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You may get occupational asthma by breathing in irritants at work. It is often reversible. The symptoms may go away when you avoid the irritants. But, long-term exposure can cause lasting damage. Examples of workplace irritants include:
Some airborne irritants in the workplace include:
Type of occupations/environments at risk
Chemical dusts and vapors
Isocyanates, trimellitic anhydride, phthalic anhydride
Makers of foam mattresses and upholstery, insulation, packaging materials, plasticizers, and polyurethane paint
Bacterial dusts, dander, hair, mites, protein dusts, small insects
Farmers, animal handlers, kennel workers, jockeys, and veterinarians
Cereals, coffee, flour, grains, tea
Millers, bakers, and other food processors
Cotton, flax, and hemp dust
Dusts from cotton and textile industry
Cotton and textile workers
Chromium, nickel sulfate, platinum, soldering fumes
Makers of metals and refineries
Occupational asthma symptoms are the same as asthma. They include:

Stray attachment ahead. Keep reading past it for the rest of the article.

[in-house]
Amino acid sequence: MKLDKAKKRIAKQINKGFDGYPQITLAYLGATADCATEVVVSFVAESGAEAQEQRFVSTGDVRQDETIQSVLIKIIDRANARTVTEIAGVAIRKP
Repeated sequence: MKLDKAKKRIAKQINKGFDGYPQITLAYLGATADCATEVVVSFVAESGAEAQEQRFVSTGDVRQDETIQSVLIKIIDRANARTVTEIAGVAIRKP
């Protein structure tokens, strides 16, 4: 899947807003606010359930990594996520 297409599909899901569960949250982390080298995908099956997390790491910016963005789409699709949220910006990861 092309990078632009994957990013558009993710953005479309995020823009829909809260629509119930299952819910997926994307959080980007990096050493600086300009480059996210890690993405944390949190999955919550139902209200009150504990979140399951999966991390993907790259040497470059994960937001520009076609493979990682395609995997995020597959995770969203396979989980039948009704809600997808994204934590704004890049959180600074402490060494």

These symptoms may get worse when you are at work and better when you are not at work. Symptoms may not appear until several hours after the exposure, and in some cases may not become apparent until several months after starting a job.
During later stages of occupational asthma, symptoms may become a problem during exposure to more common triggers, such as smoke, dust, and temperature changes.
Treatment for occupational asthma includes avoiding the substance that triggers the asthma symptoms. Also, avoid inhaling gases, such as chlorine, or nitrogen dioxide, and sulfur dioxide. These things can make asthma symptoms more severe. Other treatment may include medicines to control the asthma. Advanced treatment may also include:
The best way to prevent occupational asthma is to avoid the triggers. If symptoms occur at work, you may need to change jobs or work in a different environment in the same company. Certain steps can help cut the risk of occupational asthma:
How cigarette smoking contributes to occupational asthma is not fully known. But smokers are more likely than nonsmokers to get lung problems in general.
Tips to help you get the most from a visit to your healthcare provider:
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